The latest wave of COVID-19, driven by the Delta variant, has brought hospitals back to the brink and destroyed hopes of a return to normalcy anytime soon.
But the damage from the coronavirus has been far from homogenous, in large part because of geographic differences in vaccination rates.
To help understand how those differences have played out, The Times looked at the five states with the lowest rates of full vaccination and compared them with the five states with the highest rates.
Mississippi, West Virginia, Idaho, Alabama and Wyoming — all deeply red states — each have a vaccination rate of about 40%.
That figure ranges from 67% to 69% in the solidly blue states of Rhode Island, Maine, Massachusetts, Connecticut and Vermont — in that order.
Those five states suffered much more than the five red states in 2020, primarily because New England was an early epicenter of the pandemic.
By this January, the total number of deaths per 100,000 residents was 152 in the blue states and 106 in the red states.
That gap soon began to narrow. The reasons almost certainly have more to do with policy and politics than with vaccines, which at that point were in short supply and reserved primarily for health workers.
Wary of more deaths, the Democratic governors of Rhode Island, Maine, Vermont, Massachusetts and Connecticut all declared states of emergency.
All imposed mask mandates as well as travel restrictions that required people arriving from out of state to either quarantine or test negative for the virus. People were much more likely to follow federal recommendations for social distancing.
In Connecticut, businesses that violated health orders — such as restaurants with unmasked staff or theaters that operated above 50% capacity — could be fined as much as $10,000 per citation.
“The sector rules and capacity limits we’ve implemented are intended to mitigate the spread of this disease to the greatest extent possible,” Gov. Ned Lamont said at the time.
Mississippi, West Virginia, Idaho, Alabama and Wyoming took a far different approach. Their Republican leaders allowed old mask mandates to expire. Many of their constituents had come to view such rules as an infringement on personal liberty.
Bars, theaters and gyms in Wyoming were allowed to resume operations — mask-free — in early March, with Gov. Mark Gordon telling people to “continue to take personal responsibility for their actions and stay diligent.”
By late April, the total number of deaths per 100,000 residents in the five red states had climbed to 193 — an 82% increase for the year but still fewer than the blue-state total of 213.
It wasn’t long before enough vaccine was available so that anybody who wanted shots could get them. Majorities in the five blue states jumped at the opportunity.
All five governors eventually imposed vaccine mandates for health workers, and in Vermont, Massachusetts and Connecticut, all state employees now must be vaccinated or undergo weekly testing.
In contrast, vaccination campaigns in the five red states faltered as politicians mostly played to their voters.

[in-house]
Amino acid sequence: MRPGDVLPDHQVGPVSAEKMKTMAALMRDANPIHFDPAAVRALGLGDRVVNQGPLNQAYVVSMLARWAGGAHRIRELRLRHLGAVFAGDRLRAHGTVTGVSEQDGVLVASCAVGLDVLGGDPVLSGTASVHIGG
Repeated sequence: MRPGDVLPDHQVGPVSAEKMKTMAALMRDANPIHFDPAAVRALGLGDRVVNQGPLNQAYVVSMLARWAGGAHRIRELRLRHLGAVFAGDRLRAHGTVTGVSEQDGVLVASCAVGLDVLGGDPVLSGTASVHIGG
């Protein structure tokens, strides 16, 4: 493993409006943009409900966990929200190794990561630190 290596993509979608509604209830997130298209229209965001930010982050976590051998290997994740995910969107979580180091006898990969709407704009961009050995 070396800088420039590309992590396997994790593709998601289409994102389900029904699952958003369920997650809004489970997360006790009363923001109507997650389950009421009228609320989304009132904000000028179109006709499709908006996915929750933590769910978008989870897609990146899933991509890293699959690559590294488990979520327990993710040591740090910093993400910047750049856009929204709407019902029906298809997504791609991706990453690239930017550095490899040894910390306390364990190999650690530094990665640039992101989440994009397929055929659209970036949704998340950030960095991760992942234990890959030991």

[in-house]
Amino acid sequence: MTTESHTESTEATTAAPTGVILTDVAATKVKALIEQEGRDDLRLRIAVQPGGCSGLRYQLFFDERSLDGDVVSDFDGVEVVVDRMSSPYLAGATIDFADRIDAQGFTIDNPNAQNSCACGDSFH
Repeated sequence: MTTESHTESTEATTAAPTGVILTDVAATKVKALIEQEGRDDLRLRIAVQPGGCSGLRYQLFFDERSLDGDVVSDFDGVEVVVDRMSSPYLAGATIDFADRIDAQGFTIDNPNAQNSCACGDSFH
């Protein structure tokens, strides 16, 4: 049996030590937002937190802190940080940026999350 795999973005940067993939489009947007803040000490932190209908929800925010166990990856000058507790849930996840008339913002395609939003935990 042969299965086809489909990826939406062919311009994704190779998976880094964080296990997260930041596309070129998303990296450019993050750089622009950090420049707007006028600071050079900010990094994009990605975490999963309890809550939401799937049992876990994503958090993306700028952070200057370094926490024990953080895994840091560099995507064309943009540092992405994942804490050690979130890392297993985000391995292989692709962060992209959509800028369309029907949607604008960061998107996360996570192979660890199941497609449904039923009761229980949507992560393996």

In April, Idaho Gov. Brad Little issued an order prohibiting state agencies from requiring people to show proof of vaccination to access state services or facilities.
Wyoming and Alabama followed suit the next month, banning any form of vaccine passport system.
All five governors have held firm, refusing to issue mandates even for health workers, even as the Delta variant spread and hospitalizations and deaths accelerated.
When a reporter asked him about his masking policies in August, Mississippi Gov. Tate Reeves responded with ridicule: “If you really want to virtue signal, why are you in this room? Why don’t you go to your house and lock yourself up?”
That same month, after nearly two dozen Mississippi hospitals ran out of ICU beds, one transformed a floor of a parking garage into a field hospital.
Since the end of April, the death rate in the red states rose to more than triple the death rate in the blue states.
As a result, the red states have now surpassed the blue states in deaths per 100,000 people over the course of the pandemic. As of Sept. 10, the respective totals were 230 and 224.
The blue states continue to exercise caution, as several have seen increases in cases, hospitalizations and deaths in recent weeks — though on each of those measures they remain in far better shape than the red states.
As children returned to school in Connecticut, Massachusetts and Rhode Island, masks were mandated. In Vermont, where school districts have been allowed to decide for themselves, nearly every one has opted to require masks.
Meanwhile in Idaho, where medical supplies are being rationed and hospitals are nearing capacity, the governor is exploring legal action against President Biden’s plan to require vaccine mandates at companies with more than 100 employees.
The Wyoming governor described the plan as “egregious.”
At the same time, he is allocating $30 million in federal funding to address health care worker shortages and has said he may call upon the state’s National Guard.
This story originally appeared in Los Angeles Times.